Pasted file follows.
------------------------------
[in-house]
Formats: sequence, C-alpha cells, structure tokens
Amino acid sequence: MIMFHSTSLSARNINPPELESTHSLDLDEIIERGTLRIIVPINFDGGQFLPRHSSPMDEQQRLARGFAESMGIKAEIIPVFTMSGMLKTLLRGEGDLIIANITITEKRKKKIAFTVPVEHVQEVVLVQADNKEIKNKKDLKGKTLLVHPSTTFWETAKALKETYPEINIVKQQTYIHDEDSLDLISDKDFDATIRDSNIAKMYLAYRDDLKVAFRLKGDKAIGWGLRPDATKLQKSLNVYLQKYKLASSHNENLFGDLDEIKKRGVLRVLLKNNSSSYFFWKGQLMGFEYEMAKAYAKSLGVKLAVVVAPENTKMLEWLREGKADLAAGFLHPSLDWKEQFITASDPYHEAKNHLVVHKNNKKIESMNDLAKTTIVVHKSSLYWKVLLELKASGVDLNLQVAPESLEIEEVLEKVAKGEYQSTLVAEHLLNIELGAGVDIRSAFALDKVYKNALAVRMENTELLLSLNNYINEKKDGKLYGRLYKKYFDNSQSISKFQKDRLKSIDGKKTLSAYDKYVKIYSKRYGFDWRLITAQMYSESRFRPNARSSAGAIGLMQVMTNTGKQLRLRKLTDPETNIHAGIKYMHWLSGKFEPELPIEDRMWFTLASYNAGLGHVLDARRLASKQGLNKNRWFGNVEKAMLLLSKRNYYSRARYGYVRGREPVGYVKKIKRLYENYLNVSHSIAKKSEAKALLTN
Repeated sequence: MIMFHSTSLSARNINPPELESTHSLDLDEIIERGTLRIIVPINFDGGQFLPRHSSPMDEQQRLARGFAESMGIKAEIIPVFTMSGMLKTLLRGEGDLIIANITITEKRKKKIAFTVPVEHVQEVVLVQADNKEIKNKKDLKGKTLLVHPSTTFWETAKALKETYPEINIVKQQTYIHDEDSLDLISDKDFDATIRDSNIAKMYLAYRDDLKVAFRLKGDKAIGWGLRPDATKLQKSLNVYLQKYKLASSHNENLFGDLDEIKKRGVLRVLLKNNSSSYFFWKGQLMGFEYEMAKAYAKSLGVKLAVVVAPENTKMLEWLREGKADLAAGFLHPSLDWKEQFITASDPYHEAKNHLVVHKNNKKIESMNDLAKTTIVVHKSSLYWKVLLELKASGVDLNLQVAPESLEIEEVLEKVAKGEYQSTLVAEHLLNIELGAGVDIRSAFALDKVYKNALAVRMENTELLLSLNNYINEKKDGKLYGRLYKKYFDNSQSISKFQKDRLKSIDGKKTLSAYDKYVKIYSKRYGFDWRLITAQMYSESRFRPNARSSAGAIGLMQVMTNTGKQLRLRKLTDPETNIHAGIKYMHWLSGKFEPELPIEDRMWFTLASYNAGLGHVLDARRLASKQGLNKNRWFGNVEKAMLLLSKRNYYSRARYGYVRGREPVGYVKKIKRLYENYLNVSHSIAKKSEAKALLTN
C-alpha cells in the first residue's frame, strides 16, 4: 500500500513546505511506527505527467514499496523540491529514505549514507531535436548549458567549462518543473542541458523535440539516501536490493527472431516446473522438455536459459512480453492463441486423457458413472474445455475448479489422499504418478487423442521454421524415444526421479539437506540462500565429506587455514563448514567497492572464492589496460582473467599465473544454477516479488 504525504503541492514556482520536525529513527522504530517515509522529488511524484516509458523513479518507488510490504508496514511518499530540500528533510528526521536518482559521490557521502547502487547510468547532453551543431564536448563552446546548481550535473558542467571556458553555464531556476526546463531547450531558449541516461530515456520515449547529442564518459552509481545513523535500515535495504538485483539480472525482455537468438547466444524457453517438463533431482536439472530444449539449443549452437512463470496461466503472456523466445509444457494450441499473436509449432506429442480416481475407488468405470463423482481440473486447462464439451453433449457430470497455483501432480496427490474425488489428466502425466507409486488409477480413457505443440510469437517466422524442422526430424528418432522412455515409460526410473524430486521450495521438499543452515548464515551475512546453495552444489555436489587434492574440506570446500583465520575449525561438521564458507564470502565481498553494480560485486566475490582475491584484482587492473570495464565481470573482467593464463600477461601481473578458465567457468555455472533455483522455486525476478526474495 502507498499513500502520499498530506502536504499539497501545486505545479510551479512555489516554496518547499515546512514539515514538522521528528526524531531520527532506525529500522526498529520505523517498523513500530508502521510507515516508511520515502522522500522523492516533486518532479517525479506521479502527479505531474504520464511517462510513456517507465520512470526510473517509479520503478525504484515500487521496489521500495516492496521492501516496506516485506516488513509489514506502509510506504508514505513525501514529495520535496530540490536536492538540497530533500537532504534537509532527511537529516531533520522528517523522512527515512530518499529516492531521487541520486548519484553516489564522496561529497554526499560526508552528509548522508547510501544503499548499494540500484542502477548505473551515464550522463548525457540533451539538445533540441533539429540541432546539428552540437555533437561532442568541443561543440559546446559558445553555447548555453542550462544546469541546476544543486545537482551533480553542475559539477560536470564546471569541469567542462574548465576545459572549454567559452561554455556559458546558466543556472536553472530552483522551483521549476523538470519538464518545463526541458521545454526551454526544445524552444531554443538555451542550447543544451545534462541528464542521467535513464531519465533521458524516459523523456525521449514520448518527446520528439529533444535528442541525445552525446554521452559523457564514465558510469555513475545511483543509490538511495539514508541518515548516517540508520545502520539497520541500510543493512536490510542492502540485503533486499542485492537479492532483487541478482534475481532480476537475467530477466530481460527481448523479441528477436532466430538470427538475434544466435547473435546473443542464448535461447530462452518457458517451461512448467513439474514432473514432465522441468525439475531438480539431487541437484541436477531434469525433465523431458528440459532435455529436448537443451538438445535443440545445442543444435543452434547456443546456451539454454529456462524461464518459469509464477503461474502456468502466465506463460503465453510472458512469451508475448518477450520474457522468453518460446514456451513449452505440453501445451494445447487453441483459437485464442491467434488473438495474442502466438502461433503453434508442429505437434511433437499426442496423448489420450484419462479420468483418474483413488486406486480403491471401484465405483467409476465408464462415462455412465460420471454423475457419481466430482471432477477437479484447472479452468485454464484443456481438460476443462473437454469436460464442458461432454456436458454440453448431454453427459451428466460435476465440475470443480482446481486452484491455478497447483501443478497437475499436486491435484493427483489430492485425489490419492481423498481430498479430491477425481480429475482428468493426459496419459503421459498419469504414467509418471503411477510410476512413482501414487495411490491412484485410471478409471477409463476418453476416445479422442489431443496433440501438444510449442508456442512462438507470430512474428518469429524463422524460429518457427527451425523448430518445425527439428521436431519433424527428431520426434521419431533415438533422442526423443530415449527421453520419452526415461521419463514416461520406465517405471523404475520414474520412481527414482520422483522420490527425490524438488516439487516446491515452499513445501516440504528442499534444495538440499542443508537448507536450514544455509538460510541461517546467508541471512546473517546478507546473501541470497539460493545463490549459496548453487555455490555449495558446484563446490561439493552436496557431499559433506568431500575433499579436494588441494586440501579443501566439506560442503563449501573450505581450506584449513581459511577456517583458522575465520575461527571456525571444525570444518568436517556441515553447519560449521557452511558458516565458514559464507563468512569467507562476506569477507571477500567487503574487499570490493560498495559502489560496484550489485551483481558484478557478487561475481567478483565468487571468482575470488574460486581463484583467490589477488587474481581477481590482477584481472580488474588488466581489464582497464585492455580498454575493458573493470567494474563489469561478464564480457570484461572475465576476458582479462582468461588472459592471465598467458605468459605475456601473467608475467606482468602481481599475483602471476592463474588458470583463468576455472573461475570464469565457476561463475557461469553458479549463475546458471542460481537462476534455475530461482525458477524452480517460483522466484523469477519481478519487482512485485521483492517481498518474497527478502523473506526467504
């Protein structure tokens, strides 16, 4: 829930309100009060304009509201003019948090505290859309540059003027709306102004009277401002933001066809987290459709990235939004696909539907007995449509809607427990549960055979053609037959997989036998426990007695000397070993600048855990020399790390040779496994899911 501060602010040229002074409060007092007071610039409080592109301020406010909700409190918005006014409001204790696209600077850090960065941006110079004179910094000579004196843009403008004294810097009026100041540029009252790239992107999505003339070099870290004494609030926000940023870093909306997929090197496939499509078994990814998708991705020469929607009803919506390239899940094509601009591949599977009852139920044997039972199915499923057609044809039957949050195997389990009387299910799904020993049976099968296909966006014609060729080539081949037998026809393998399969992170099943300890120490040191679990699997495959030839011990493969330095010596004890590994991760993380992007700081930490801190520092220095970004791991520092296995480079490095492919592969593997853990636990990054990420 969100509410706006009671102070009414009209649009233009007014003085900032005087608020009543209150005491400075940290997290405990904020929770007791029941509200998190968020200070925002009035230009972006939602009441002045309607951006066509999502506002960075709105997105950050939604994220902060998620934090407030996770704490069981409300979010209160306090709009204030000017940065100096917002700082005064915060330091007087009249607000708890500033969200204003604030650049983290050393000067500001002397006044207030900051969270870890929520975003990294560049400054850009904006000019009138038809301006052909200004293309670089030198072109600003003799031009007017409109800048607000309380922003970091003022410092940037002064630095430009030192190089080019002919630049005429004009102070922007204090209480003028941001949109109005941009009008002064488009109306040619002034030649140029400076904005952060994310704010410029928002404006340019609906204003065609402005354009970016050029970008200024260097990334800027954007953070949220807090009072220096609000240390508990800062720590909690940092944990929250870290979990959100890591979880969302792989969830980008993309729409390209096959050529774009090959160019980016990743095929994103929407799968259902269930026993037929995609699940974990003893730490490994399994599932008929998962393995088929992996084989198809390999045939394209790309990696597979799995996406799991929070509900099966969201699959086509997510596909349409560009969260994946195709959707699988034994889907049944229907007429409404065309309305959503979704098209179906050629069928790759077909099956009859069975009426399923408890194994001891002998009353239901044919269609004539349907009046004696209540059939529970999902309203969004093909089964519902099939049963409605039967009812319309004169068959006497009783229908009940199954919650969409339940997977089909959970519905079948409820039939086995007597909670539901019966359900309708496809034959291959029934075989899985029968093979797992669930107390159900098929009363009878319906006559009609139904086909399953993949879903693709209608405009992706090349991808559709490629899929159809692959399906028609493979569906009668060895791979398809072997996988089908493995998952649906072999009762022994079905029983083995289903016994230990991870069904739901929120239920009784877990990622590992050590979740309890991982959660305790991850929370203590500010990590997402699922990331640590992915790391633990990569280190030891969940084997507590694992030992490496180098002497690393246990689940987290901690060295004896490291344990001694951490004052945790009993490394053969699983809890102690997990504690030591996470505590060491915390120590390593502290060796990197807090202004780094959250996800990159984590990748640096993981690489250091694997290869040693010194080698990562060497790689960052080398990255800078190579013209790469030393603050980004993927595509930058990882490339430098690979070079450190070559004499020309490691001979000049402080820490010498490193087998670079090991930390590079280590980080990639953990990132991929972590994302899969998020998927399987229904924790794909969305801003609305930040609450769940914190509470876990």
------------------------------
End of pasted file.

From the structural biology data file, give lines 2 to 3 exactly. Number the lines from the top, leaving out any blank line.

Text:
Formats: sequence, C-alpha cells, structure tokens
Amino acid sequence: MIMFHSTSLSARNINPPELESTHSLDLDEIIERGTLRIIVPINFDGGQFLPRHSSPMDEQQRLARGFAESMGIKAEIIPVFTMSGMLKTLLRGEGDLIIANITITEKRKKKIAFTVPVEHVQEVVLVQADNKEIKNKKDLKGKTLLVHPSTTFWETAKALKETYPEINIVKQQTYIHDEDSLDLISDKDFDATIRDSNIAKMYLAYRDDLKVAFRLKGDKAIGWGLRPDATKLQKSLNVYLQKYKLASSHNENLFGDLDEIKKRGVLRVLLKNNSSSYFFWKGQLMGFEYEMAKAYAKSLGVKLAVVVAPENTKMLEWLREGKADLAAGFLHPSLDWKEQFITASDPYHEAKNHLVVHKNNKKIESMNDLAKTTIVVHKSSLYWKVLLELKASGVDLNLQVAPESLEIEEVLEKVAKGEYQSTLVAEHLLNIELGAGVDIRSAFALDKVYKNALAVRMENTELLLSLNNYINEKKDGKLYGRLYKKYFDNSQSISKFQKDRLKSIDGKKTLSAYDKYVKIYSKRYGFDWRLITAQMYSESRFRPNARSSAGAIGLMQVMTNTGKQLRLRKLTDPETNIHAGIKYMHWLSGKFEPELPIEDRMWFTLASYNAGLGHVLDARRLASKQGLNKNRWFGNVEKAMLLLSKRNYYSRARYGYVRGREPVGYVKKIKRLYENYLNVSHSIAKKSEAKALLTN